It is generally recognised that the standard of medical practitioners and of nurses in New Zealand is a high one. This standard is likely maintained by the Registration Acts administered by the Medical Board. In the future, with the great increase of medical students at the Otago Medical School, this Dominion is likely to rely for its supply of doctors mainly on this school. Supervision of medical education should be in the hands of the Medical Board. It would probably be of great advantage to the Medical School if the State took over the Dunedin Hospital for teaching purposes, appointed a Director of the School to control the clinical teaching, and to have a seat in the University Council. Although the cost of medical education is already heavy, it is impossible to carry on the school by the fees paid by students, for these fees amounted last year to only one-fourth of the expenditure of the school. Accommodation is inadequate, facilities for clinical teaching are inadequate, and so are some of the salaries. Let the State take over the school and rectify these defects.

Unfortunately, it was recently decided to add a sixth year to the medical course. But unless this is made a clinical year, the students’ time will, to a certain extent, be wasted. There is a great tendency to teach medical, as well as other students, too much. “It is far better,” says Sir James Mackenzie, “to be trained to understand a few matters thoroughly than to have a superficial knowledge of a great many things.”

Sir Charters Symonds, in his recent Hungarian Oration, says that Astley Cooper recognised the evil effects of too much teaching, and inculcated, in his students, personal observation of the processes of nature. Discussing modern medical education, he says that it is clear to everyone that the curriculum is overloaded. He proposes to reduce the time spent on the preliminary sciences, and to cut out at least one-third of anatomy, which he thinks might be done without the omission of anything essential and without diminishing the educative value of the subject. There is no doubt the Otago Medical curriculum should be revised, and that could be done by nobody better than the Medical Board which comprises general practitioners well qualified to judge the education from the clinical and practical standpoints.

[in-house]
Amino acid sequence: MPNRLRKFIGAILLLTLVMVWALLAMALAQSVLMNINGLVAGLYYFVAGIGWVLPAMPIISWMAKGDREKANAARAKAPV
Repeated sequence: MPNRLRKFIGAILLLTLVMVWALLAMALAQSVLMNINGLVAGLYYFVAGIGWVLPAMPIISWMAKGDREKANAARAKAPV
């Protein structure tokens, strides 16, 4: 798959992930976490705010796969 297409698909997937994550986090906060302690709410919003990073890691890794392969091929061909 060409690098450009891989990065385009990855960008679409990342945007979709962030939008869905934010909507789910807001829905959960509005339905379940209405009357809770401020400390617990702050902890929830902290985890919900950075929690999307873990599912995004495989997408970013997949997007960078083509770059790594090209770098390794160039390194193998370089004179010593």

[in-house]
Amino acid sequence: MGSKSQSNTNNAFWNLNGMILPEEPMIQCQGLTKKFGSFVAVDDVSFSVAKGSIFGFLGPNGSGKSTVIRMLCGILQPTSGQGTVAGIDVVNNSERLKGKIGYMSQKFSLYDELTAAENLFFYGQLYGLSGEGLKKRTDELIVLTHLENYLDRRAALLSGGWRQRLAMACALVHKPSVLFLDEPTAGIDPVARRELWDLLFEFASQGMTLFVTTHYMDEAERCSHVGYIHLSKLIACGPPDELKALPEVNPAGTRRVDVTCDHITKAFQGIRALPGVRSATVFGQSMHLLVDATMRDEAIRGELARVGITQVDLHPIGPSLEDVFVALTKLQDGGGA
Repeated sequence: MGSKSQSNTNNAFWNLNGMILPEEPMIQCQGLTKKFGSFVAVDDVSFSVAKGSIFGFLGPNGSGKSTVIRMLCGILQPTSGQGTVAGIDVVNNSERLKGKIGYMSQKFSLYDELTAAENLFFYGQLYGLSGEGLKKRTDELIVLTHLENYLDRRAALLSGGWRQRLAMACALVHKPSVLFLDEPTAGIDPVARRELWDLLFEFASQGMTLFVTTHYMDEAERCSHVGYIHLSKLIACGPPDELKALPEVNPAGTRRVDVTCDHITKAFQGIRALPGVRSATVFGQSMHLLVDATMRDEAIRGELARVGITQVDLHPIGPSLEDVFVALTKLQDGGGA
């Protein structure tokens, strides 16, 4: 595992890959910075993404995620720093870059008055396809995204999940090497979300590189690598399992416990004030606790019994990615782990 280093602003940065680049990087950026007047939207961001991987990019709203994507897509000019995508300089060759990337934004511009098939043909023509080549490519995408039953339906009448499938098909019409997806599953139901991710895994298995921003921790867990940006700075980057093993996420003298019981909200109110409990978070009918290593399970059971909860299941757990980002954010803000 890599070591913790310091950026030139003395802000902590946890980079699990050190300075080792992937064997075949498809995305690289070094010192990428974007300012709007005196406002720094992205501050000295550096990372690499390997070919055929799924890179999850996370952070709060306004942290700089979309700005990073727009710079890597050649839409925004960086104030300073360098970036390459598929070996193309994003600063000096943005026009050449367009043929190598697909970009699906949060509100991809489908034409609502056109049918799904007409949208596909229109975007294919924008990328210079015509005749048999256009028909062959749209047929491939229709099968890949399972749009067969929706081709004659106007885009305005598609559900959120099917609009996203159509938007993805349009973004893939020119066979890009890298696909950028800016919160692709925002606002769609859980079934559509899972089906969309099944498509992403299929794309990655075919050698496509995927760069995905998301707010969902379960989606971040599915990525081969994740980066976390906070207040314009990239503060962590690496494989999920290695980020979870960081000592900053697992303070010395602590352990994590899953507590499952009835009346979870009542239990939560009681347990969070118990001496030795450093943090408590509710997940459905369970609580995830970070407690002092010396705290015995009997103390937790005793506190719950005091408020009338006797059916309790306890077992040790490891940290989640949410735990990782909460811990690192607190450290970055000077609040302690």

Why should not the students in their sixth year be distributed amongst the other three large hospitals in New Zealand, each one of which has more clinical material than Dunedin? Would this arrangement not be of benefit both to the students and to the hospitals? Moreover, it would help to relieve the congestion of students at the Dunedin Hospital. It would, of course, be necessary to appoint clinical teachers in each of the other hospitals.

To keep up the standard after registration every opportunity must be given to the general practitioner to keep abreast of the times. The public hospitals should be freely opened to him, and he should be encouraged to attend clinics such as those instituted during the past winter by the energetic secretary of the local branch of the British Medical Association.

To get the best results there must be co-operation and harmony between the general practitioner and the departmental officers. The appointment on the Medical Board of representative members of the British Medical Association, which comprises most of the general practitioners, was the first official recognition ere of the British Medical Association, and was a favourable omen for the future good relations between its members and the Health Department.

Summary

Abstract

Aim

Method

Results

Conclusion

Author Information

Acknowledgements

Correspondence

Correspondence Email

Competing Interests

Contact diana@nzma.org.nz
for the PDF of this article